Full text of Carnatic vocalist T.M. Krishna’s speech when he accepted the Indira Gandhi Award for National Integration for 2015–16. We are reproducing it because it has become even more relevant today than two years ago when he delivered it.
I stand before you to accept an award for having contributed to national integration. But before I bask in its glory I need to place on record the unevenness or shall I say the un-integratedness of my own citizenship. I would like to believe that I am just another ordinary Indian. But I am not, certainly not. I am born into a privileged caste and class. I am English speaking and a culturally empowered citizen of this country. Whether I realise it or not and even if I am unable to accept its realness, this is a fact. And being a singer, in a tradition that is steeped in all these qualifications I become an emblem of what is being touted today as ‘Indian Culture’. I am a preferred-citizen. I may try to understand but will never, in my within, experience what it means to be a Dalit, Muslim or a tribal and will never be just another person on the street.
But my art, Karnatik music, has given me a gift. A gift of experience, a gift of empathy, a gift to sense life beyond my limitations. This experience made me realise that my art, my way of life, my beliefs, religion, practices, rituals and everything else that makes me who I am is just one dot in the grand universe of India.
It is art’s generosity that brings me here today.
The human being is a complex creature, one part of which is designed to own, control, subjugate, discipline and dictate. But there is another beautiful side to us, the sensitive, empathetic and compassionate one. Right through our lives we vacillate between the two with each side winning a few bouts. But at a much deeper level, the environment we have created for ourselves moulds our intrinsic humanness. And it is in this context that democracy becomes a vital, non-negotiable instrument—the instrument of humanity.
Democracy lives in its spirit of intention—which is to make us all better human beings. It demands humanity from every citizen, community and government, and hence has not been and will never be easy. We have gone through times when we placed democracy under siege. Born in January 1976, I am a child of one of those difficult times.
But we did move ahead and beyond.
As I grew up in the 1980s and early 90s, national integration was a significant part of my vocabulary. Leaders from across the political spectrum spoke about this with great vigour re-enforcing its centrality to India. In spite of the terrible violence that erupted at various times in different parts of the country, we seemed to recover and an inner consciousness in our civil society kept reiterating our togetherness. And in this context I must mention Prime Minister Manmohan Singh’s apology for the 1984 riots. This was a reflective and essential statement. Some detractors may say “it does not change anything”. It cannot change the past but definitely changes the future.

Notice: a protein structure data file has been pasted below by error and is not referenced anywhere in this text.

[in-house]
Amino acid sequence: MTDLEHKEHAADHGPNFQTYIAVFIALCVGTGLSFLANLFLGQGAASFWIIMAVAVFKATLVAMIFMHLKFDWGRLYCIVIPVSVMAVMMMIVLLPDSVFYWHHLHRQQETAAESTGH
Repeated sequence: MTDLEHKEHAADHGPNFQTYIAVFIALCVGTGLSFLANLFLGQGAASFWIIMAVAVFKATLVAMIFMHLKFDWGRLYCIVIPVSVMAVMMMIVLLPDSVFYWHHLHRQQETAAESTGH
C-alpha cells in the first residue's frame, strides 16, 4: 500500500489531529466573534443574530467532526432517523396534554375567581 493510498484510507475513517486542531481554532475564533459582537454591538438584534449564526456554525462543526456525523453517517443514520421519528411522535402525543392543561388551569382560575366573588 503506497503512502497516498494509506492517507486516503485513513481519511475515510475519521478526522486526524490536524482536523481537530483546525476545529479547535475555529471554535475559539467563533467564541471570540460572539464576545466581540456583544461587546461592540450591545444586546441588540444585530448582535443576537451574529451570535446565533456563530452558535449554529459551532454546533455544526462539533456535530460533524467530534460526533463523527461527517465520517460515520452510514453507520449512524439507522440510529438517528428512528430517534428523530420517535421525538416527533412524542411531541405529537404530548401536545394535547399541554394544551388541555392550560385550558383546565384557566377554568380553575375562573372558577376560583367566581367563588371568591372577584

A leader who does not have the humility to apologise for genocide under his watch does not integrate.
But I say with regret that as we entered a new millennium this idea of national integration lost its sheen, it did not attract anyone’s attention, it did not matter anymore. It is also possible that we became over-confident, arrogant about the un-penetrability of our syncretic culture. We spoke much about development and soon national integration became passé.
In spite of socially equalising legislations such as the Right for Information Act of 2005 and NREGA, we somehow forgot that if we do not remain caring of our people and vigilant of the dangers that lurked behind the scenes, we will enter times when who we are as a nation will be under serious threat.
And here we are today.
We live in times when national integration has been replaced by an ugly form of nationalism—jingoism. We are being told what to eat, wear, say, think and be. One monolithic order is being forced on us as Indian culture.
As a person of and in culture let me say this unequivocally, there is no one Indian culture—there are Indian cultures—the plurality is the signifier of integration. Uniformity breeds homogeneity, unity through national integration cradles respect.
We are facing one of the greatest challenges posed to our democracy, constitution, plurality, citizenship and socialism. These cornerstones of India are being subverted, dismantled, maligned and morphed right before our eyes. The methods being used are not secretive anymore, dissenters have been killed and all of us who resist are being warned of what is coming.
If there is anytime that national integration needs to be brought back into public thought, it is today and there is no time to waste. And this integration is not just about religious minorities; it is as much about Dalits, Tribals, ethnic and linguistic minorities.
The basic fabric of India is its cultures and if we allow that to be poisoned, we would have placed on the sacrificial altar our entire civilisational consciousness. The battle will be lost and we just cannot let that happen.
I will continue this journey of questioning, resisting, learning and discovering. And in accepting this award, I am just a conduit to creating more discourses on who we are as a country and where we want to be. I thank all those who have travelled this path and continue to inspire and mentor me in my seeking. In essence I am merely continuing in the tradition of India’s democratic thinkers, who believed in our good-ness.
Before I end I would like to render a few verses from a hymn that is part of Gandhi-ji’s Ashram songs. I hope we can keep these words in our hearts and expand its horizons.
Om tat sat
Shri Narayana tu
Ishu pita prabhutu
raheem ta O tu
Om tat sat
The Most Potent Weapon in the Hands of the Oppressor is the Mind of the Oppressed [Bantu Stephen Biko (18